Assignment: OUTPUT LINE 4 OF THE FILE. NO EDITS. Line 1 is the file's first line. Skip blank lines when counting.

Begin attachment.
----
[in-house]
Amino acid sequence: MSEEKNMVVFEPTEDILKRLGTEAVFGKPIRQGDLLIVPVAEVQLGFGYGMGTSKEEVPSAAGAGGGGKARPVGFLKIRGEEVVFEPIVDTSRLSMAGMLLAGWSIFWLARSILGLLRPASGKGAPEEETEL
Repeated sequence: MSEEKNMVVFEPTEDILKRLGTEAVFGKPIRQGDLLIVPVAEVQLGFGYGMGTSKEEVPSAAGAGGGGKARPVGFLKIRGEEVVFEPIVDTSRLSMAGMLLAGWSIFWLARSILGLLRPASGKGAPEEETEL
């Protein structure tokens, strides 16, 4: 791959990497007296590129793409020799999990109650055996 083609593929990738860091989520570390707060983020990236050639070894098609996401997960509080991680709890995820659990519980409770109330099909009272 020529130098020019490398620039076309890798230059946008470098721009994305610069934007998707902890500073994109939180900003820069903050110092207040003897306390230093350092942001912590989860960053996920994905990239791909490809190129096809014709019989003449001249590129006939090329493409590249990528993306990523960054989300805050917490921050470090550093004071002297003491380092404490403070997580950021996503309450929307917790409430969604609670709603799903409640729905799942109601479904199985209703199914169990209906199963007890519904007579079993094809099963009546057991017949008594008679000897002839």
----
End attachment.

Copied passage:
């Protein structure tokens, strides 16, 4: 791959990497007296590129793409020799999990109650055996 083609593929990738860091989520570390707060983020990236050639070894098609996401997960509080991680709890995820659990519980409770109330099909009272 020529130098020019490398620039076309890798230059946008470098721009994305610069934007998707902890500073994109939180900003820069903050110092207040003897306390230093350092942001912590989860960053996920994905990239791909490809190129096809014709019989003449001249590129006939090329493409590249990528993306990523960054989300805050917490921050470090550093004071002297003491380092404490403070997580950021996503309450929307917790409430969604609670709603799903409640729905799942109601479904199985209703199914169990209906199963007890519904007579079993094809099963009546057991017949008594008679000897002839």